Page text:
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How to Change Halogen Bulbs in Ceiling Downlights

Updated February 21, 2017

Halogen light bulbs -- more properly called lamps because the construction differs from a true bulb -- may have any number of base types. The lamp base and how it fits into the socket determine how you remove the existing lamp to replace it with a new one. Most ceiling fixtures use lamps with bases that either push straight in or twist to lock into place.

Turn off the power to the light before attempting to change the lamps. Turning it off at the switch is fine unless someone might come by and flip the switch as you work. In this case, shut the power off at the circuit breaker.

Remove any cover on the light fixture that prevents you from accessing the lamps. This may require removing screws with a screwdriver or prying or twisting off a faceplate for recessed fixtures. Flush-mount or pendant down lights usually don't require this step.

Pull firmly on the lamp, but do not yank. If the lamp comes out, you have a simple pin base. If you are using halogen flood lamps and there is no space to get your fingers around the lamp to remove it, you most likely have a twist-type base.

Push the lamp deeper into the socket if it doesn't come out when you pull. Use both thumbs to give even pressure to the lamp.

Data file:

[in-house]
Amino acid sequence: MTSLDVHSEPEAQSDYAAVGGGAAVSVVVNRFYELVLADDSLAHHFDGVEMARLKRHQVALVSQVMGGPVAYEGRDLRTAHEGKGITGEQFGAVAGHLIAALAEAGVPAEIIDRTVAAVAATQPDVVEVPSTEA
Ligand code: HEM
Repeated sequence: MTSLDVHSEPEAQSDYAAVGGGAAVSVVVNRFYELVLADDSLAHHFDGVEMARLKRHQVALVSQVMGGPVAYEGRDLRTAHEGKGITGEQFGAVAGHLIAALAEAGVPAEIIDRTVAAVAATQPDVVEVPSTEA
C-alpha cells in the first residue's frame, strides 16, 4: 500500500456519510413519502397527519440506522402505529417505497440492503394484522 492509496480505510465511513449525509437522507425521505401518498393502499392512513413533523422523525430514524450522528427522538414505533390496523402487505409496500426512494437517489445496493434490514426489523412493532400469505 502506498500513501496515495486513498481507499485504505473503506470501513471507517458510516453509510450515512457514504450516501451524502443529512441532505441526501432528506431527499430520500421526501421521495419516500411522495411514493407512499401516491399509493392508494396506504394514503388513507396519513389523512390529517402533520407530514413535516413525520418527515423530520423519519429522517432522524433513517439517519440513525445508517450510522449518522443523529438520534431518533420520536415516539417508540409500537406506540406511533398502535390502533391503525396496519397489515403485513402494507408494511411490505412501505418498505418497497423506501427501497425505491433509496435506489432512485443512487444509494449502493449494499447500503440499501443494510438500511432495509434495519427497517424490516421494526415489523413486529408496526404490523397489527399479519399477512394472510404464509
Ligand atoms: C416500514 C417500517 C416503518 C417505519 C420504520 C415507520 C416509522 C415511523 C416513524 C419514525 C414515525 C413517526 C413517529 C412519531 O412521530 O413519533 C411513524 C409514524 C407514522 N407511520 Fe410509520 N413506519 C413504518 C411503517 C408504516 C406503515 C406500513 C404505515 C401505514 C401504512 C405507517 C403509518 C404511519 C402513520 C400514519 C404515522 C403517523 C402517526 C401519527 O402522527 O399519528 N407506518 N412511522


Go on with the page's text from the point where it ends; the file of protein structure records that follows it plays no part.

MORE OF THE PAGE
Twist the lamp counterclockwise while continually pressing inward. Release the lamp when it will no longer turn. It should pop out of the socket.

Replace the lamp using the opposite motion you used to extract it. Line up twist-style lamps with the widest openings in the socket, then press them in and twist them clockwise until they stop turning.

Warning

Never touch a halogen lamp with your bare fingers. The oils on your skin will cause the lamp glass to heat unevenly when it is turned on, causing the lamp to explode or burn out faster than it should. Cover the glass with a clean cloth or the lamp's plastic packaging materials as you install it.

Things You'll Need

  • Screwdriver
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About the Author

Anne Hirsh has been writing and editing for over 10 years. She has hands-on experience in cooking, visual arts and theater as well as writing experience covering wellness and animal-related topics. She also has extensive research experience in marketing, small business, Web development and SEO. Hirsh has a bachelor's degree in technical theater and English and post-baccalaureate training in writing and computer software.